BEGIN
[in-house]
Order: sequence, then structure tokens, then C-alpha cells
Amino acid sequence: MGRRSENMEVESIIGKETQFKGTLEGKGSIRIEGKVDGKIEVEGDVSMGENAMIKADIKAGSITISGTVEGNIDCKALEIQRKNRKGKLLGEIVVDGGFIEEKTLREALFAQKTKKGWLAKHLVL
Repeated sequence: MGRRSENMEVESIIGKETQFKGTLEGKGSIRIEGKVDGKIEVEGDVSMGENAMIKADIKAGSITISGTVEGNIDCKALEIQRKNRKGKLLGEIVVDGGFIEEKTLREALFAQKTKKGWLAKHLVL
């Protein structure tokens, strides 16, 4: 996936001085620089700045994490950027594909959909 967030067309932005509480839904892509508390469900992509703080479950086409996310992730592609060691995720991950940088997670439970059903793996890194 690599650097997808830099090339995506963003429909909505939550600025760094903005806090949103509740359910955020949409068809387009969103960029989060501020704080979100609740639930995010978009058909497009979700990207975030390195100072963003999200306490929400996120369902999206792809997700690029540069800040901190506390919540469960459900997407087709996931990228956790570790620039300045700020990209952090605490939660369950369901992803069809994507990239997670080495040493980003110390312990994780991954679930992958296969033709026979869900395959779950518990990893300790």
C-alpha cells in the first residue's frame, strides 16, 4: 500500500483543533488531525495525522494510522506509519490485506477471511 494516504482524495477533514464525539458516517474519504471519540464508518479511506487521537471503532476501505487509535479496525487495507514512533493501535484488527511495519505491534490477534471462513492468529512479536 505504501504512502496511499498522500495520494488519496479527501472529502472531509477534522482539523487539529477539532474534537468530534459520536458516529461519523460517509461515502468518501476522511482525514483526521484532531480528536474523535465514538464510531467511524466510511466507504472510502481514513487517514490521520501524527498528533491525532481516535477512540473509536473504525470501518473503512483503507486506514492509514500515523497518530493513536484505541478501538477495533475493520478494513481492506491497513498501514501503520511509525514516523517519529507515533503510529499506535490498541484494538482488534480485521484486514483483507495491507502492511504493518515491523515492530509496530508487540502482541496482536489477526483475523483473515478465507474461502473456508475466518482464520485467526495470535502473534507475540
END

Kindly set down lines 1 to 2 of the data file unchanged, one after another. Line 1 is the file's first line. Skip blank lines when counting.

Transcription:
[in-house]
Order: sequence, then structure tokens, then C-alpha cells